Home » The Origins of Drama: Books

It’s an easy mistake to make: drama is thought to be the melancholy works and sentimental words, the chapters filled to suffering. All books must be drenched in metaphors, with all emphasis placed on tragedy. It cannot offer laughter. It cannot provide kind moments. It must instead be a wrenching experience, leaving the individual wondering why he chose such a story (and why he is unable to put it away, hide it beneath the safer romances). Such a notion dominates the casual reader, with all assumptions offered to literary works that don’t slip into rhyme or humor. The drama is its own category.

This is not entirely accurate, however.

The notion of the drama is given now to books that offer less than happy circumstance. It was once, though, given only to plays.

Established in the 5th century as a way to define the blossoming theatrical movement (which consisted of romances, tragedies and comedies), the drama applied not to epics but instead just to the stage. Its purpose was to structure the many categories and provide their needed rules, tropes and climax requirements. It was a term to encompass all elements of Grecian performance and was not offered its own ideals. It was not a form of literature. It was instead a simple device.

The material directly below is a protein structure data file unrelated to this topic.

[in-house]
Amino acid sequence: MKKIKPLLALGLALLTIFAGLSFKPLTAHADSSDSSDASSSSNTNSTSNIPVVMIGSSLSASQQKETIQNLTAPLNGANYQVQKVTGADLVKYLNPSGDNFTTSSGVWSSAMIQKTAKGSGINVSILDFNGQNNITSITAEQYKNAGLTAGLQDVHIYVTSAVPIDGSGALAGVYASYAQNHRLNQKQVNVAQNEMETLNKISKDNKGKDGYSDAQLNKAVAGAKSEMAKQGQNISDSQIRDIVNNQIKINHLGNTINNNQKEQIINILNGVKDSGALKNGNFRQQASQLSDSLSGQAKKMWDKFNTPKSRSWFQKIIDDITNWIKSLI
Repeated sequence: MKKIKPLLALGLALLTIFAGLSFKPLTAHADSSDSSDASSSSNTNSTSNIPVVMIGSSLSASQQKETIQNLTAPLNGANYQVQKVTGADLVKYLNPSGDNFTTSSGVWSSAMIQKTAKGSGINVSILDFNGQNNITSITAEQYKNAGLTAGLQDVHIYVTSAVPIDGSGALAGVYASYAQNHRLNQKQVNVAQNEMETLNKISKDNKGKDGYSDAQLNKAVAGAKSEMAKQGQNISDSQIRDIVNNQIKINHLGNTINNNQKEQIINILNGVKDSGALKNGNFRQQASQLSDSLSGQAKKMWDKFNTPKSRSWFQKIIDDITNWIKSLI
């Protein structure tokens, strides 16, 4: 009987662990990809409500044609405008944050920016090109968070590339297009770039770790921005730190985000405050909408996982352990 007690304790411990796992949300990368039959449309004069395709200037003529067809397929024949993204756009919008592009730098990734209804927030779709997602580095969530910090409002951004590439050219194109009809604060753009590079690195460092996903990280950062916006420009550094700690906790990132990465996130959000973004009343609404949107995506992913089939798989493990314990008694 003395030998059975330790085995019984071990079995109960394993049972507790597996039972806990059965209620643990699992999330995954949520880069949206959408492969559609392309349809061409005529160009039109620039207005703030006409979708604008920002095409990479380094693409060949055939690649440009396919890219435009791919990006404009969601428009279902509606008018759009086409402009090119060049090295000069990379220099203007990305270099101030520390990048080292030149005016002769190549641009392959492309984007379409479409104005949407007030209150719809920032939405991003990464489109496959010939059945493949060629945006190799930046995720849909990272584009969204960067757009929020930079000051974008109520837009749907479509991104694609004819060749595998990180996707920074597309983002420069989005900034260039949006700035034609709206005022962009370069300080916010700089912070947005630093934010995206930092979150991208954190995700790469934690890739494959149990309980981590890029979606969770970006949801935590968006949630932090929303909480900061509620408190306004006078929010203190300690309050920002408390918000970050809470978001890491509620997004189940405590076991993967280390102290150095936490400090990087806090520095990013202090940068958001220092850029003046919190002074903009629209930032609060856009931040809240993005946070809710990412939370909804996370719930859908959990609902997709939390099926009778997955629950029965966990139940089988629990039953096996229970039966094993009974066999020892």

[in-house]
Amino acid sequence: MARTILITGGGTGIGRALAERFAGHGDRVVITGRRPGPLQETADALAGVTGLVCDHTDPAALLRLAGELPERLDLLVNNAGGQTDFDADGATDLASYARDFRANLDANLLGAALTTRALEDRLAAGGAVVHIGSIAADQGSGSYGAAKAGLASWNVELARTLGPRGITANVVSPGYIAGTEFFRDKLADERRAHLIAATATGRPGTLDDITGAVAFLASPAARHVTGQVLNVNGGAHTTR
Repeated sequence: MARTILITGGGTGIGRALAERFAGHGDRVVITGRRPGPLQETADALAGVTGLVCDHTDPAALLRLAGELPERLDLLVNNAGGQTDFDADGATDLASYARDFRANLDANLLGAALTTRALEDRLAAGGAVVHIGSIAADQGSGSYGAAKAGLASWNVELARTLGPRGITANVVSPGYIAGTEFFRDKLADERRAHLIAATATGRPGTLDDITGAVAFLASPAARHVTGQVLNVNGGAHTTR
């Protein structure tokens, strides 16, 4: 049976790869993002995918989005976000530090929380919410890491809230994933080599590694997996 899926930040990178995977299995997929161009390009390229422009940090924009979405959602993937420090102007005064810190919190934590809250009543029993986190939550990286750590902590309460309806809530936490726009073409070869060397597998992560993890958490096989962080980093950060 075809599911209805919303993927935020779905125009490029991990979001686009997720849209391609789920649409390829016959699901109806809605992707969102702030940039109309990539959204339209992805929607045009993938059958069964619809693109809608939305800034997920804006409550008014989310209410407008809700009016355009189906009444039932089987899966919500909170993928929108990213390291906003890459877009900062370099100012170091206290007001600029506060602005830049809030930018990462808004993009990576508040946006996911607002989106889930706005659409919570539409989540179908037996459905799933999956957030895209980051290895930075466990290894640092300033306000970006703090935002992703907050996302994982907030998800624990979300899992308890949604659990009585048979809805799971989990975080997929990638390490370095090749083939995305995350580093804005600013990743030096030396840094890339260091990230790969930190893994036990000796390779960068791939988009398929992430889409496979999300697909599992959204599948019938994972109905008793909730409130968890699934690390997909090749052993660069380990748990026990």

This is far different that the expectations of today – when the word is applied to all stories with less than amiable intentions. Books without smiles are easily associated with this form and are believed to be a separate identity. And this evolution from stage to chapters happened over the slow centuries, with the rise and fall of empires and the change of public perception. Theater was broadened; verses were reshaped; and the drama seemed too stoic to be placed within the gentler works, the wit and wonders. It was deemed serious instead, and it is through this that the common claims were established.

And such claims are given freely now, with books being devoted to all things solemn.

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